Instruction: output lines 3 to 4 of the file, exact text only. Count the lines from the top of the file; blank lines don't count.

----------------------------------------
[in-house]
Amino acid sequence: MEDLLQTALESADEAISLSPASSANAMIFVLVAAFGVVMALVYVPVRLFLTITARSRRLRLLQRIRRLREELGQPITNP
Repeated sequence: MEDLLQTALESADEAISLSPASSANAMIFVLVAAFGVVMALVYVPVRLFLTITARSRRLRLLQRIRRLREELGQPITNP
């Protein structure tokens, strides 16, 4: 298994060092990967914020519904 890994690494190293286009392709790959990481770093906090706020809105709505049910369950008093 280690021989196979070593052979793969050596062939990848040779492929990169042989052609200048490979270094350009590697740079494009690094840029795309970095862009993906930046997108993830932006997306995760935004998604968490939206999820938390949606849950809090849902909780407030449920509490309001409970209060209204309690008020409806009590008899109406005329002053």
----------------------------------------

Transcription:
Repeated sequence: MEDLLQTALESADEAISLSPASSANAMIFVLVAAFGVVMALVYVPVRLFLTITARSRRLRLLQRIRRLREELGQPITNP
């Protein structure tokens, strides 16, 4: 298994060092990967914020519904 890994690494190293286009392709790959990481770093906090706020809105709505049910369950008093 280690021989196979070593052979793969050596062939990848040779492929990169042989052609200048490979270094350009590697740079494009690094840029795309970095862009993906930046997108993830932006997306995760935004998604968490939206999820938390949606849950809090849902909780407030449920509490309001409970209060209204309690008020409806009590008899109406005329002053």